Huawei releases reading app for deaf kids

StorySign features an animated avatar named Star (pictured) that signs popular children's books like Puffin's Where’s Spot? for deaf children.
December 5, 2018

Global tech firm Huawei, Penguin imprint Puffin Picture Books, Aardman, FCB Inferno, the European Union of the Deaf and the British Deaf Association are all partnering to launch StorySign, a free reading app that enhances story time for deaf children and their parents.

Available in the UK and nine additional markets across Western Europe on the Huawei AppGallery and Google Play Store, the app lets children hold their smartphone up to the words in a book and an animated avatar developed by UK-based Aardman (Early Man) uses sign language to sign the story as the printed words are highlighted. StorySign‘s launch features Eric Hill’s popular children’s book Where’s Spot? from Penguin imprint Puffin Picture Books, as well as Peter Rabbit: A Peep Inside Tale and Three Little Bunnies. The app is available in British Sign Language (BSL) and also covers sign language for the French, German, Italian, Spanish, Dutch, Portuguese, Irish, Belgian Flemish, and Swiss-German markets.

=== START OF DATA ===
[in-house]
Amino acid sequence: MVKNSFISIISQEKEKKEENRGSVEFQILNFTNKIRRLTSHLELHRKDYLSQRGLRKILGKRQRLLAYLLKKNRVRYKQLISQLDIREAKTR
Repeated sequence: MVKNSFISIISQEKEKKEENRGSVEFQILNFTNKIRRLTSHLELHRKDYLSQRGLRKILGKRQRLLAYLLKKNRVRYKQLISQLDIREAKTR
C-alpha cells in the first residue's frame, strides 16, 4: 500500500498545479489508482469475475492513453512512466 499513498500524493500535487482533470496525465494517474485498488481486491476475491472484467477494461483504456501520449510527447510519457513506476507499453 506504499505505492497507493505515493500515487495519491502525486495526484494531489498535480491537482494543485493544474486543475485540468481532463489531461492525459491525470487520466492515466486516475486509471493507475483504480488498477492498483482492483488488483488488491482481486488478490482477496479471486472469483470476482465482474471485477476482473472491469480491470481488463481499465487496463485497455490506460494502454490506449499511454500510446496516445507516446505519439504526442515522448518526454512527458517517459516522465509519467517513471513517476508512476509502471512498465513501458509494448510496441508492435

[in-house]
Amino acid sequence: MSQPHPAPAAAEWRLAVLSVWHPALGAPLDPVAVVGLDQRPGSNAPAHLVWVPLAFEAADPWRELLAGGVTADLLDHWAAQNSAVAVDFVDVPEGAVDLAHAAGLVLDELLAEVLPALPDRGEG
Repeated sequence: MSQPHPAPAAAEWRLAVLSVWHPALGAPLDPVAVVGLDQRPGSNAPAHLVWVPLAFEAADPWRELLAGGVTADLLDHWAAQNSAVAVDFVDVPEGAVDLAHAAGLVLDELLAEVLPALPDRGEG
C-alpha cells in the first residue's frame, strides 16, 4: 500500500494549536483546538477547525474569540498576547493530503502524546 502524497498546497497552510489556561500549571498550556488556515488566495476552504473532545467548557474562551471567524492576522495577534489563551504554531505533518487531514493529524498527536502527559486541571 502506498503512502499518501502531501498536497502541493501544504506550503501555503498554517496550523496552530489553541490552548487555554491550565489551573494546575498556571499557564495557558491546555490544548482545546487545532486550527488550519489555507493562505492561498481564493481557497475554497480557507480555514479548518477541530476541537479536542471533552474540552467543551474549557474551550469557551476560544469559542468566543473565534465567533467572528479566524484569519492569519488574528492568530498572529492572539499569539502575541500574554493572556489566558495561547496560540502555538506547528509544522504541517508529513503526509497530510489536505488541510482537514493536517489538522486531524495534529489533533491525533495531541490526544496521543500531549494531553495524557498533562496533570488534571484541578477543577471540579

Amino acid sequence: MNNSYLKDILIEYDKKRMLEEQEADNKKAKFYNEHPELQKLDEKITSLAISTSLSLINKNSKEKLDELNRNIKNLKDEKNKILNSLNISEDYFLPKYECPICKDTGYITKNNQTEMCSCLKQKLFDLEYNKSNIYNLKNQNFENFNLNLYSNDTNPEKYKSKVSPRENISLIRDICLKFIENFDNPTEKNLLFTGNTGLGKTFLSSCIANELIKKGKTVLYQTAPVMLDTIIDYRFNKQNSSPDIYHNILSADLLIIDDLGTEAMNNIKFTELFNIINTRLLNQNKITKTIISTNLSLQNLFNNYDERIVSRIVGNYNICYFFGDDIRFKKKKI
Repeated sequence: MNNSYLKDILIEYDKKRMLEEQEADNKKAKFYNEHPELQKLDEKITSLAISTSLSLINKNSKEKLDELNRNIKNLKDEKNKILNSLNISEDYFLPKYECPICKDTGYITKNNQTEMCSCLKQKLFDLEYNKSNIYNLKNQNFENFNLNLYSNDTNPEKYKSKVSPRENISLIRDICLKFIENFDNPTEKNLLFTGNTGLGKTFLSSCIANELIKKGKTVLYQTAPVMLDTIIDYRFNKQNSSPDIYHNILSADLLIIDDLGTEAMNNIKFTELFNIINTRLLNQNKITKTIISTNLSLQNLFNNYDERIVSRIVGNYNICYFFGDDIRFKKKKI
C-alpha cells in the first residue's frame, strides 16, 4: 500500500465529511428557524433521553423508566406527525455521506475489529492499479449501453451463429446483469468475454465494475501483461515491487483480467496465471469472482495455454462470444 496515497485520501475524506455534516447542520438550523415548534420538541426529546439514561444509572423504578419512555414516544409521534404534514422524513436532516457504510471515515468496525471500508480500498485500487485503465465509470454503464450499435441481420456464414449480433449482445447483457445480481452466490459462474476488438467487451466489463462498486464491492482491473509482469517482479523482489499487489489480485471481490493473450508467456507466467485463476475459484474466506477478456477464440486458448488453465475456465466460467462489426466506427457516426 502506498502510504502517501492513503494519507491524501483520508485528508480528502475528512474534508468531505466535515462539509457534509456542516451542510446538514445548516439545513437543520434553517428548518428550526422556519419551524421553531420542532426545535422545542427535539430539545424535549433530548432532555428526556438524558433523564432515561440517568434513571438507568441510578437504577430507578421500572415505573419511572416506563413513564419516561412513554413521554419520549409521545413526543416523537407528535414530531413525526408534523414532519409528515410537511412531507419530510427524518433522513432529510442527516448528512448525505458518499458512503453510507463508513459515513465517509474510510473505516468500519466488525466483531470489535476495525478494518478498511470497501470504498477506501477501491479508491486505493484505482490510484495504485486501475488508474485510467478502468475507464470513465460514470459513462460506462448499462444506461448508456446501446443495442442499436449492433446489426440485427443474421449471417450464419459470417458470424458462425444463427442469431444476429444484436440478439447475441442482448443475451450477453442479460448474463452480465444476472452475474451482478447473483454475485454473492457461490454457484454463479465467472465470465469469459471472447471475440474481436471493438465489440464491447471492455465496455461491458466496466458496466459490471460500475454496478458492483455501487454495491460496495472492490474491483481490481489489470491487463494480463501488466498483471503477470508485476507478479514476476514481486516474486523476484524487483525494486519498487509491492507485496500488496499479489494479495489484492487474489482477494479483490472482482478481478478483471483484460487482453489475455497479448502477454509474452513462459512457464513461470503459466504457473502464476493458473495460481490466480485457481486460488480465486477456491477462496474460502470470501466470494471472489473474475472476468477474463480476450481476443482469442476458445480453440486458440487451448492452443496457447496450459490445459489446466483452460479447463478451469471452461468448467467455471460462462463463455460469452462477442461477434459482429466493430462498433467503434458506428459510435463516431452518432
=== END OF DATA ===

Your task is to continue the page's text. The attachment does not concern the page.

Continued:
To deliver a seamless translation and user experience, Huawei used artificial intelligence and an understanding of sign syntax in the development of the app. And because facial expressions play a critical role in sign language, Aardman customized the app’s avatar, Star, to both resonate with the audience and fulfill its job of teaching children to read.

Currently, there are 32 million deaf children worldwide, many of whom struggle to read, and now the app’s partners expect to raise global awareness of deaf literacy issues.

To support the launch, London-based production company Dog Eat Dog released a short campaign film directed by Oscar-winning director Chris Overton (The Silent Child) and Huawei created an accessible Christmas experience in the Lapland region of Finland for deaf children and their families offering festive storytelling, gingerbread making, carol singing and visits from Santa.

StorySign arrives as the children’s entertainment industry is making moves to be more inclusive by providing accessible content. New York pubcaster WNET, for one, recently launched Railway Hero, a new accessible digital math game based on the PBS KIDS series Cyberchase. Hasbro, meanwhile, teamed up with The Autism Project to launch ToyBox Tools, a new collection of online resources designed to make play more accessible to children with developmental disabilities.

About The Author
Jeremy is the Features Editor of Kidscreen specializing in the content production, broadcasting and distribution aspects of the global children's entertainment industry. Contact Jeremy at


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